Quartz countertops are known for their durability, but they aren’t indestructible. Sometimes, under the right circumstances, they can crack. This can be a stress-inducing, frustrating experience, but there’s no need to panic. All you have to do is understand how to fix them.
Over time, if you’re not careful, you might notice cracks, dark patches, or fissures on your quartz countertops. These could be caused by the following reasons:
- Sudden changes in temperature—avoid placing hot pans or bags of ice directly on your quartz.
- Tossing objects like spoons and car keys onto the countertop’s surface.
The process of repairing a quartz countertop is actually quite straightforward. All you’ll need is acrylic adhesive, epoxy, or a clear resin. For the best results, use a fast-setting clear epoxy because this dries to a hard consistency and blends with the aesthetic of the stone.
If your countertop is still under warranty when damage occurs, contact us at True Blue Surfaces before you get to work. We would love to help you out! Especially if the crack is large, it’s best to let the professionals handle the job.
But if you’d rather handle the job yourself, here are the steps to follow:
1. Examine the damage
Different types of damage require different filling techniques, so take a look at the location of the crack before you buy glue. If the damage is on a horizontal surface, then thin glue is your best bet. If it’s on a vertical surface, choose thicker glue and avoid drippage.
2. Clean the countertop
If you attempt to seal a crack on a dirty or sticky countertop, you’re not going to like the results. Clean the surface and ensure the whole area is dry before getting started.
3. Mask the crack
Use tape to surround the cracked area, as this will prevent glue from traveling to other parts of the countertop. If you don’t use glue to mask the area, the glue could flow to the entire countertop and produce inconsistent results.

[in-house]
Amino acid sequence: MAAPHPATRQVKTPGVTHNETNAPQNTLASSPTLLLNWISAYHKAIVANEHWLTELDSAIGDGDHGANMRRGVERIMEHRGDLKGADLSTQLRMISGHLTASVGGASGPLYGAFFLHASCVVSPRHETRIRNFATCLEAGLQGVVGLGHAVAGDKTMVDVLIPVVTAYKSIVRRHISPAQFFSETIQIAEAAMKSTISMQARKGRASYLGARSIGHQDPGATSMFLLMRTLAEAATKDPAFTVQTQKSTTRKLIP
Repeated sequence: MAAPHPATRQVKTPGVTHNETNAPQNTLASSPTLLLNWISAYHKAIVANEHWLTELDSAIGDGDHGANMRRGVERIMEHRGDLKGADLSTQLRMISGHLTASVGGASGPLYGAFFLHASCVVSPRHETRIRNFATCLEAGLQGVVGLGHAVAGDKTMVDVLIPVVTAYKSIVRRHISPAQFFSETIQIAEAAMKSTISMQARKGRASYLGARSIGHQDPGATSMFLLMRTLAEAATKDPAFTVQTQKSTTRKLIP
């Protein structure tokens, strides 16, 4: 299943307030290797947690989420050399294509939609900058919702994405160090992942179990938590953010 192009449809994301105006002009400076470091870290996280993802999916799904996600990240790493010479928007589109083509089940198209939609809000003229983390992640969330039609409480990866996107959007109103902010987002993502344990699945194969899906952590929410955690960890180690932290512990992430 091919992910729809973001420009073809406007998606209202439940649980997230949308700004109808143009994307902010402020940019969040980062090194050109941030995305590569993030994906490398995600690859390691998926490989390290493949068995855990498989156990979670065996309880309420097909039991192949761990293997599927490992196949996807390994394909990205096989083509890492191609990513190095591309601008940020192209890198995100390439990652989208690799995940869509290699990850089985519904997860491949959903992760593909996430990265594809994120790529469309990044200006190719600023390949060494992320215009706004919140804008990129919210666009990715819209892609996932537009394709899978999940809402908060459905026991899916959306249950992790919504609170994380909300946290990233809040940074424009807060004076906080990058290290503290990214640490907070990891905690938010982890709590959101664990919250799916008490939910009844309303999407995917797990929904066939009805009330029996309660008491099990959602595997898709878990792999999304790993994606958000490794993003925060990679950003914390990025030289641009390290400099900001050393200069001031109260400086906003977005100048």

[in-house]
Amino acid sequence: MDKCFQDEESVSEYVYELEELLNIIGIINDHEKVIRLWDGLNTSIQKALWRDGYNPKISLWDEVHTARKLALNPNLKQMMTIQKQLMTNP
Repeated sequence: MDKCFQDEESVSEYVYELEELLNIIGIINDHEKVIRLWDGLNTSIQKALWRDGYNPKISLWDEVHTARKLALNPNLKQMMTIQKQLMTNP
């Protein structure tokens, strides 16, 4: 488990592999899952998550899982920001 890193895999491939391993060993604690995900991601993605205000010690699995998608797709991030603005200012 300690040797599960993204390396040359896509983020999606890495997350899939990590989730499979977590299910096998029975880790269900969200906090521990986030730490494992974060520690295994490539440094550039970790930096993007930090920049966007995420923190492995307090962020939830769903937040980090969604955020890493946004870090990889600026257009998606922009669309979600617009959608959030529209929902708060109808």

4. Fill the crack
Apply your acrylic adhesive, epoxy, or clear resin to the broken area and make sure it spreads evenly—but don’t use your hands. Use a toothbrush or a paintbrush.
If you’re working with a small crack, place the tip of the glue on the crack and squeeze the tube. Use thin layers rather than filling the entire crack at once, and keep filling as the layers dry.
Now it’s time to wait for your countertop to dry. This might seem simple, but it could be harder than you realize not to use that section. Do your best not to use that part of your countertop for twenty-four hours.
6. Scrape the excess
Make sure that the epoxy is completely dry before you remove the tape and scrape away the excess glue. Use fine sandpaper to smooth out the spot you repaired to make sure it matches the rest of the countertop.
Taking Care of Your Quartz
As we stated, your quartz is tough but not indestructible. Cracks and chips are unlikely but possible. Take these measures to make repairs if they’re needed, or get in touch with us at True Blue Surfaces and we’ll handle the job.